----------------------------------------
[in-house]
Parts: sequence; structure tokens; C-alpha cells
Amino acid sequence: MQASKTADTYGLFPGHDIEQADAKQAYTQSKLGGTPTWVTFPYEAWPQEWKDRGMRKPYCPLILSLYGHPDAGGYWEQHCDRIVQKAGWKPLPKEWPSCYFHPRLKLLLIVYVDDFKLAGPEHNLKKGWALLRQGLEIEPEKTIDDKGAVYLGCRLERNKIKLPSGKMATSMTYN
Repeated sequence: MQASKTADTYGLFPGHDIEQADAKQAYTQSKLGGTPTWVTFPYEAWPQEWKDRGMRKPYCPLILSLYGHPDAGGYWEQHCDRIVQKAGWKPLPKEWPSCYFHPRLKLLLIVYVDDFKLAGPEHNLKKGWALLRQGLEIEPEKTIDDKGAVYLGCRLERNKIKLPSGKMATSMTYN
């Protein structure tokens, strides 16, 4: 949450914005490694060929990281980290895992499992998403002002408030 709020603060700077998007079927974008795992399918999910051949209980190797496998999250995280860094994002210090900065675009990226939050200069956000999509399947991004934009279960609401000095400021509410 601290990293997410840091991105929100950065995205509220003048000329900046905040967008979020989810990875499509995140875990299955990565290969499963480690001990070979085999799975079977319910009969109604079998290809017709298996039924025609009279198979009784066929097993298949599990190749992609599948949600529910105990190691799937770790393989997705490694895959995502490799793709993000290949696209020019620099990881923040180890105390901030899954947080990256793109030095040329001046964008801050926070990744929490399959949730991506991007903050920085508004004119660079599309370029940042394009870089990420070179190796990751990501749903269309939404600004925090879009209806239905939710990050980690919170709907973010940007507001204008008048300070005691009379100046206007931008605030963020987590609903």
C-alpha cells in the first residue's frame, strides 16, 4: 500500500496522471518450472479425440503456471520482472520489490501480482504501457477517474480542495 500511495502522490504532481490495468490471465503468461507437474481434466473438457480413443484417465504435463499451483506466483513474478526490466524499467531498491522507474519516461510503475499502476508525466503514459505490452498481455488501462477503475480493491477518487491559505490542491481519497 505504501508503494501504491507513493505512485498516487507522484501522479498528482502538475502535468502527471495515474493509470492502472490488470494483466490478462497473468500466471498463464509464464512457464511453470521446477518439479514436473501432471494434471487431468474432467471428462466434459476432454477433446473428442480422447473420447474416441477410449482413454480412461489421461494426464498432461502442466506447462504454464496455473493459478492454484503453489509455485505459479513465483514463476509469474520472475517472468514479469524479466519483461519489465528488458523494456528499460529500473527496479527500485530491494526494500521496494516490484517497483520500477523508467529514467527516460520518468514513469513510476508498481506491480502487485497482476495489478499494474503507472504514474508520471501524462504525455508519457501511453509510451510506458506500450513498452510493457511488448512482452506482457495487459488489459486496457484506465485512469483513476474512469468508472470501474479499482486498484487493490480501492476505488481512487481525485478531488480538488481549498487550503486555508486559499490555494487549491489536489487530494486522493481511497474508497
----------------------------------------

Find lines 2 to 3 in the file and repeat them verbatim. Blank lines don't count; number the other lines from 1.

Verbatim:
Parts: sequence; structure tokens; C-alpha cells
Amino acid sequence: MQASKTADTYGLFPGHDIEQADAKQAYTQSKLGGTPTWVTFPYEAWPQEWKDRGMRKPYCPLILSLYGHPDAGGYWEQHCDRIVQKAGWKPLPKEWPSCYFHPRLKLLLIVYVDDFKLAGPEHNLKKGWALLRQGLEIEPEKTIDDKGAVYLGCRLERNKIKLPSGKMATSMTYN